Royal Armouries website photo copyright markings

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Will
Posts: 130
Joined: Wed Feb 13, 2019 10:27 pm

Royal Armouries website photo copyright markings

Post by Will » Sun Jun 16, 2019 5:53 pm

Maybe I've not noticed this before, the Royal Armouries website has put their name many times on each photo basically ruining the look.
https://collections.royalarmouries.org/ ... e-469.html
Just because some on Ebay etc. do this does not make this a good idea.

Chris A
Posts: 53
Joined: Tue Feb 12, 2019 11:54 pm
Location: Surrey

Re: Royal Armouries website photo copyright markings

Post by Chris A » Mon Jun 17, 2019 10:19 pm

Annoying but understandable. Too many people download other people’s photos for their own use without even asking permission. A dealer once used an image of one of my swords to illustrate the sort of sword he delt in although he had never owned it !

Chris

Juan J. Perez
Posts: 15
Joined: Fri Feb 22, 2019 4:41 pm

Re: Royal Armouries website photo copyright markings

Post by Juan J. Perez » Tue Jun 18, 2019 2:12 pm

On a side note, the text under the picture includes an interesting account of the real performance of this pattern in combat (not very satisfying, as expected). Very interesting indeed; of course cavalry swords were not the only ones to see real usage, but memories about other patterns are quite rare.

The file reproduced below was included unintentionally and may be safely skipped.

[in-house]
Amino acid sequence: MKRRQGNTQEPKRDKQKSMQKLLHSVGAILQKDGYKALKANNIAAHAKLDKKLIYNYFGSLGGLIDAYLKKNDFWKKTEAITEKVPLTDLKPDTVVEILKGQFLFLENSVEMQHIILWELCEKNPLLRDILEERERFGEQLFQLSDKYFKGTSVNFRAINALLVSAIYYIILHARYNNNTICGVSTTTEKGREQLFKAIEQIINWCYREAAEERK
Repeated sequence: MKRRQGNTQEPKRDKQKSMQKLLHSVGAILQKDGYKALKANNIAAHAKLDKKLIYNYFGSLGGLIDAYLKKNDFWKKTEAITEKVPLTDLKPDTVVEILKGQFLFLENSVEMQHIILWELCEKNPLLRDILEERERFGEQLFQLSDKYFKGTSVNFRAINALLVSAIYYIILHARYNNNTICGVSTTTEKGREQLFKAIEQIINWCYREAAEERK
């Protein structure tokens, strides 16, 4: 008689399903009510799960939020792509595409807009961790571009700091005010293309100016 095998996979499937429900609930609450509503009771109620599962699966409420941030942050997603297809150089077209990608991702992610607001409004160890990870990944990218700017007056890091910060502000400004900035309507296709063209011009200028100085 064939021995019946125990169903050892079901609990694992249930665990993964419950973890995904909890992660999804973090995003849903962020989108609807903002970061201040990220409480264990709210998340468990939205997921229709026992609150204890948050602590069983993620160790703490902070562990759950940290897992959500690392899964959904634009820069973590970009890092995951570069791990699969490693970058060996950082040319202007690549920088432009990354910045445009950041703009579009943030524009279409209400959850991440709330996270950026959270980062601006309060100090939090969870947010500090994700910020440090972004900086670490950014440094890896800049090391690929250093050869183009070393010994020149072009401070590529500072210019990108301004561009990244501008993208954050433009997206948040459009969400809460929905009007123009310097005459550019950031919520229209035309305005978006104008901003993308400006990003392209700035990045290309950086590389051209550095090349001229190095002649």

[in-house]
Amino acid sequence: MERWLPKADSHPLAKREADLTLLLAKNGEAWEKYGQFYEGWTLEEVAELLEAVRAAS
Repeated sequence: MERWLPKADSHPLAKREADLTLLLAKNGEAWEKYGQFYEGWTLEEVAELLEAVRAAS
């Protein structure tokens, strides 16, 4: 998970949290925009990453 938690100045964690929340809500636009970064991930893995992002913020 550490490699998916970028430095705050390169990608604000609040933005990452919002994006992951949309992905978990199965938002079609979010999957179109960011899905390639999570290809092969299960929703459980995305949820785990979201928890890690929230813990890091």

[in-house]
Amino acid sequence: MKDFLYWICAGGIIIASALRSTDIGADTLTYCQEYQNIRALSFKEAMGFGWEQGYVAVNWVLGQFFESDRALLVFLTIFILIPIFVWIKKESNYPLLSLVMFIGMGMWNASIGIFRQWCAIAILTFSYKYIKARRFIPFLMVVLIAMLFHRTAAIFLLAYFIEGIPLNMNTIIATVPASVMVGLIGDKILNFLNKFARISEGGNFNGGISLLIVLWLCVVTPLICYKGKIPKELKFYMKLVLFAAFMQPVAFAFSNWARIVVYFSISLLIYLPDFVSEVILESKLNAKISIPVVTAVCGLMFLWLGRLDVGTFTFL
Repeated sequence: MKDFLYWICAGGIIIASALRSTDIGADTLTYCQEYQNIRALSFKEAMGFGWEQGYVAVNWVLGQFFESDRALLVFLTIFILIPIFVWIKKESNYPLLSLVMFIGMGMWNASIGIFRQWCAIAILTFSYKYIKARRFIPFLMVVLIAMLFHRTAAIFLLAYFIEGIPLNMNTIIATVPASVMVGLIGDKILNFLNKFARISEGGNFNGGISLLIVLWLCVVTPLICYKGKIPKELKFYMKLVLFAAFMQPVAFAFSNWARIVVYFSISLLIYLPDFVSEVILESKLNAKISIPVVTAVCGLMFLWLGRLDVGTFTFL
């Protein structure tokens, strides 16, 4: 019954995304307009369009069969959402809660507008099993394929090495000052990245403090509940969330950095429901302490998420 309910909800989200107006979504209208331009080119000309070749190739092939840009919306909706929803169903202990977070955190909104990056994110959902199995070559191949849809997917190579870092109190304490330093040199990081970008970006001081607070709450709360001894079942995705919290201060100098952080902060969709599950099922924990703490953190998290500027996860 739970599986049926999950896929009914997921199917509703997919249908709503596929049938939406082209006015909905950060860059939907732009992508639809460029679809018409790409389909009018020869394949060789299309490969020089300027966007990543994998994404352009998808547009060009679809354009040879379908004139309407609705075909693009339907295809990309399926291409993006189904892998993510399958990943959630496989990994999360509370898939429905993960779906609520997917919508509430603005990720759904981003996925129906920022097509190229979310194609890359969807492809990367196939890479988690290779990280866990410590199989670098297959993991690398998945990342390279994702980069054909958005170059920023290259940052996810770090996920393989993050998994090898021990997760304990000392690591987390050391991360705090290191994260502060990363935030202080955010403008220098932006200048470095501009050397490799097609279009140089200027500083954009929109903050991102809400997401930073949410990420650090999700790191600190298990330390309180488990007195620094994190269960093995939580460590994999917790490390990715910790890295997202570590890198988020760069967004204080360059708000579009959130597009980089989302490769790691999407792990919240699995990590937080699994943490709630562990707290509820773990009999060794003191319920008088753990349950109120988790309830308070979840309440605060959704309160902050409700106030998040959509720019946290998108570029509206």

Jonathan Hopkins
Posts: 6
Joined: Thu Feb 21, 2019 4:28 pm

Re: Royal Armouries website photo copyright markings

Post by Jonathan Hopkins » Thu Jun 27, 2019 9:05 pm

If you download the image it only has the RA logo in one corner.

David C
Posts: 5
Joined: Fri Feb 22, 2019 11:20 am

Re: Royal Armouries website photo copyright markings

Post by David C » Sat Jul 27, 2019 5:28 pm

I remember reading in Thomas Austin’s account of his time in Spain “Old Stick-leg” that he found the infantry sabre too curved in a melee to be useful - the hilt he said was more useful as a knuckle duster.

“.... The only use we could make of our weapons which were curved like reaping hooks was to jab away at the heads and faces of those in front of us. And I strongly suspect that some of those required the aid of a dentist when the fray was over. “
P 132

This seems to confirm Kincaid’s view

It’s clearly the 1803 he is talking about, there is a picture of his sword in the book. Although in black and white, and a naturally quite primitive photo, it seems to have an ivory grip. Austen finished his service as a major, which seems to debunk the idea that ivory 1803s were only worn by General Staff officers.

https://babel.hathitrust.org/cgi/pt?id= ... kin=mobile

Juan J. Perez
Posts: 15
Joined: Fri Feb 22, 2019 4:41 pm

Re: Royal Armouries website photo copyright markings

Post by Juan J. Perez » Tue Jul 30, 2019 12:03 pm

Thanks David for such an interesting reference. Witnesses' accounts, instead of collectors' theories, are always very welcome!

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